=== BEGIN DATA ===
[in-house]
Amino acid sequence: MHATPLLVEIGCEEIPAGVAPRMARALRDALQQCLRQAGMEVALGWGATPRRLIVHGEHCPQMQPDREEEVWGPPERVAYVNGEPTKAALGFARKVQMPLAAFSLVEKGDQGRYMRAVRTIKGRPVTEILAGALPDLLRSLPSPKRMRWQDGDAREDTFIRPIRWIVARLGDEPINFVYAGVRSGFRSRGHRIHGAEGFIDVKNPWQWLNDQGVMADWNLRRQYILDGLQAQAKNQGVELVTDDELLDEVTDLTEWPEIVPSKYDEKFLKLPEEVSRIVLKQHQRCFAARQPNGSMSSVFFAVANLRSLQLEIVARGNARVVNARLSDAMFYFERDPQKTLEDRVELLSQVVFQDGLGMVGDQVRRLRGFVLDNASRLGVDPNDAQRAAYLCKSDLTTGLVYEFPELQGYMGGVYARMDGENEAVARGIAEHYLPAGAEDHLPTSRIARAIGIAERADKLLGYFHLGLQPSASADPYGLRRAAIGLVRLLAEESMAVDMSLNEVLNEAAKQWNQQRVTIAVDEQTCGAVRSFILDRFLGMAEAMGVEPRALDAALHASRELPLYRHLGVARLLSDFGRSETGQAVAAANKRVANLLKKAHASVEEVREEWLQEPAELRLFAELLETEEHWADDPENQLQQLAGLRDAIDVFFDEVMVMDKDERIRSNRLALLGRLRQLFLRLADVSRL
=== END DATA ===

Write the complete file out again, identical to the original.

[in-house]
Amino acid sequence: MHATPLLVEIGCEEIPAGVAPRMARALRDALQQCLRQAGMEVALGWGATPRRLIVHGEHCPQMQPDREEEVWGPPERVAYVNGEPTKAALGFARKVQMPLAAFSLVEKGDQGRYMRAVRTIKGRPVTEILAGALPDLLRSLPSPKRMRWQDGDAREDTFIRPIRWIVARLGDEPINFVYAGVRSGFRSRGHRIHGAEGFIDVKNPWQWLNDQGVMADWNLRRQYILDGLQAQAKNQGVELVTDDELLDEVTDLTEWPEIVPSKYDEKFLKLPEEVSRIVLKQHQRCFAARQPNGSMSSVFFAVANLRSLQLEIVARGNARVVNARLSDAMFYFERDPQKTLEDRVELLSQVVFQDGLGMVGDQVRRLRGFVLDNASRLGVDPNDAQRAAYLCKSDLTTGLVYEFPELQGYMGGVYARMDGENEAVARGIAEHYLPAGAEDHLPTSRIARAIGIAERADKLLGYFHLGLQPSASADPYGLRRAAIGLVRLLAEESMAVDMSLNEVLNEAAKQWNQQRVTIAVDEQTCGAVRSFILDRFLGMAEAMGVEPRALDAALHASRELPLYRHLGVARLLSDFGRSETGQAVAAANKRVANLLKKAHASVEEVREEWLQEPAELRLFAELLETEEHWADDPENQLQQLAGLRDAIDVFFDEVMVMDKDERIRSNRLALLGRLRQLFLRLADVSRL